Several of our clients have found using sales managers as subject matter experts in development and delivery to be an effective way to reinforce specific sales topics. Topics have included structuring creative deals, demonstrating solution capabilities, handling consulting services objections, cementing partnerships, and forecasting success.

Kick-off and team meetings where available time is limited, but a skills element is required, are also ideal situations in which to engage sales managers. Managers are perfect subject matter experts and when assigned a 1-2 hour module, can spend a total of 2-3 hours working with an instructional designer to have it created. If the program is designed well, groups can be up to 60-80 participants, and sales managers can deliver effectively with appropriate preparation and facilitation support.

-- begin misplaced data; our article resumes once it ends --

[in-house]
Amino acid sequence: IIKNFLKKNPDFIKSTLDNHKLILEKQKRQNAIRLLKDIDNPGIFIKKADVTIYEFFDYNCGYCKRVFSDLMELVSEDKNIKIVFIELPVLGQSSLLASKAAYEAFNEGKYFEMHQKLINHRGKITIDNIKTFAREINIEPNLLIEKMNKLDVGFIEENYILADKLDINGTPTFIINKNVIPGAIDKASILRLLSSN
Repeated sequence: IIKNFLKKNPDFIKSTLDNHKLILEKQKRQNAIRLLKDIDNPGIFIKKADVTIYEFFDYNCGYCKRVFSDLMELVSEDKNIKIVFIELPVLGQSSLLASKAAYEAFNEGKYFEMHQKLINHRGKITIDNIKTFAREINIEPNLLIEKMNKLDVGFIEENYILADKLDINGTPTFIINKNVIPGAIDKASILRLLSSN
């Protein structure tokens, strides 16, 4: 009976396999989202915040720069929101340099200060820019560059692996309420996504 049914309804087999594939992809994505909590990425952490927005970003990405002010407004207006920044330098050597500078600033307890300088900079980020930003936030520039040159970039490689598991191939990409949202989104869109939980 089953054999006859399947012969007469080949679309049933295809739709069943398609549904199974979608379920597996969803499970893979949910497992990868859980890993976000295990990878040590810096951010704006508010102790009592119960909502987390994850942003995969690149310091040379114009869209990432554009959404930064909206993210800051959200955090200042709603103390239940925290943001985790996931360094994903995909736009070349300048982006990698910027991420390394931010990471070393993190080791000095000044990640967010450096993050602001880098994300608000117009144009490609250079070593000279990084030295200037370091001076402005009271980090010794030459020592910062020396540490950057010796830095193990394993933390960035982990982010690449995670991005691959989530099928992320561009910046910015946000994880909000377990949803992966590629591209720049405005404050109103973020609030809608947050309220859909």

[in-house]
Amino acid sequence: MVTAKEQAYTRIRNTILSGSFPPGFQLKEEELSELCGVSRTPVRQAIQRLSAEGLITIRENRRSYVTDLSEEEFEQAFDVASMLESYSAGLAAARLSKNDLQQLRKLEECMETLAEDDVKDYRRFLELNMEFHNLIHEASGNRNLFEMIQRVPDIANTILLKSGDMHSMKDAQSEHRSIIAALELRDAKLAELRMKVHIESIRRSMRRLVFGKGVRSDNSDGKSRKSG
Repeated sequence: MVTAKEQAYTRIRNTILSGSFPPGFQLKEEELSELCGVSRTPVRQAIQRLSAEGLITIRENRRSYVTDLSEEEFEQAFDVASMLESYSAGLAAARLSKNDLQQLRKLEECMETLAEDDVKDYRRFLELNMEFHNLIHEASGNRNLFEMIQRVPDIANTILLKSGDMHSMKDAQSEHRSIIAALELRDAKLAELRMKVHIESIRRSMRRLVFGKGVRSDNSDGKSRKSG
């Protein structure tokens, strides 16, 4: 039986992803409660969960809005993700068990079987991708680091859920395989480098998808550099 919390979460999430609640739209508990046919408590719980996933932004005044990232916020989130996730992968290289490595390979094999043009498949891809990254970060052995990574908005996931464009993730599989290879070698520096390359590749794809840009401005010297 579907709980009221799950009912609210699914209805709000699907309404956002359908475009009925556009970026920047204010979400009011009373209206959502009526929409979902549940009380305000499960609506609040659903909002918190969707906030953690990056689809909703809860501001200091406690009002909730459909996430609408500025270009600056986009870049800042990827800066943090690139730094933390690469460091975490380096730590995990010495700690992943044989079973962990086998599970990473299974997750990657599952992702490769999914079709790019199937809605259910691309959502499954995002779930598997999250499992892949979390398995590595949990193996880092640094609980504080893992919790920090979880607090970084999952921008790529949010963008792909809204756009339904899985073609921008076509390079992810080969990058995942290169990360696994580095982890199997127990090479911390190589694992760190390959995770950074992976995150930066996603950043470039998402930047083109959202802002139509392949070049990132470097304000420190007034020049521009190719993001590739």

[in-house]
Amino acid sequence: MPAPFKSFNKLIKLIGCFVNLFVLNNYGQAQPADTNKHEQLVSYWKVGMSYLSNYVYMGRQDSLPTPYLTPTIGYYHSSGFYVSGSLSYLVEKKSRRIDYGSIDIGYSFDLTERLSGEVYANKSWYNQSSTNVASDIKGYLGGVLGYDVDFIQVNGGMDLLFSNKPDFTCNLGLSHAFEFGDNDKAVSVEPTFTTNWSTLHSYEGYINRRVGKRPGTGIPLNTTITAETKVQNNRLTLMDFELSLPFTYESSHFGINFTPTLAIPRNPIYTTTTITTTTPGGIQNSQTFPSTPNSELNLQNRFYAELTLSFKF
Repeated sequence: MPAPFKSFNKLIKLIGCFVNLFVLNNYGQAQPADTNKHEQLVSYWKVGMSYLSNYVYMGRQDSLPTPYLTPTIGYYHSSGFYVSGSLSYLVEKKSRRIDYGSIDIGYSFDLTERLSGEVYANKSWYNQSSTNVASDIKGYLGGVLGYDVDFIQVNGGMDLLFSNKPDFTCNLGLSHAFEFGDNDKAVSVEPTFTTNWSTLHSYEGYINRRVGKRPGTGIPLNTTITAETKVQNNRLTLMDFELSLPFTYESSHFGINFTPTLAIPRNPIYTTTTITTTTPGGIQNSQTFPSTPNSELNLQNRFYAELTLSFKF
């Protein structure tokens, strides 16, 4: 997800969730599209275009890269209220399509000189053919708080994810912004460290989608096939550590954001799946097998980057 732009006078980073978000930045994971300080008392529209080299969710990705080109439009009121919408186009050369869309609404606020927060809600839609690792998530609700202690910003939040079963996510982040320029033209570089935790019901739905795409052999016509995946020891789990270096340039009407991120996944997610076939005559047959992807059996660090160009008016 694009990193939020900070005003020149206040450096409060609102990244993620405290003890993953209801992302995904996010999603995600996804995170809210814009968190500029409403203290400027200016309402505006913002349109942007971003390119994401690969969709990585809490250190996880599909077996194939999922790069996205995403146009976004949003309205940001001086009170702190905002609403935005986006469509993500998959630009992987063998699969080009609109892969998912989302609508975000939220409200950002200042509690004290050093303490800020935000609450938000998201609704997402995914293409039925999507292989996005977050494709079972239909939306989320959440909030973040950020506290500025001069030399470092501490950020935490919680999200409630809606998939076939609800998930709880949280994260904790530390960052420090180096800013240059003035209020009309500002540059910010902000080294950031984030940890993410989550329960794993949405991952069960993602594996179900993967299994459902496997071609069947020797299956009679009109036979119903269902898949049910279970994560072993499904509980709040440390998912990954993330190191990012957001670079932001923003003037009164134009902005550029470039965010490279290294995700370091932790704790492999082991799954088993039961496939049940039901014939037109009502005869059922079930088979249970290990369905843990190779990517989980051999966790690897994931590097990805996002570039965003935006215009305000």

What Managers Can Offer

Sales managers can share knowledge and expertise, without a significant time commitment, if they’re asked the right questions. Areas where they can assist during development include:

Key skill gaps to address and how to frame them with the sales reps

Specific techniques to train

Sales phrases they would like their reps to use

Positioning to use with customers at different points in the sales process

Anticipated roadblocks to the training content and how to overcome them

Areas where they can assist during delivery include:

Delivery of content modules or sections

Modeling through role play

Serving as an expert on a panel

Assisting reps during activities

The Mechanics of Involving Managers

So, how do you get sales managers involved when you know their time is limited, or they may lack confidence in their delivery abilities?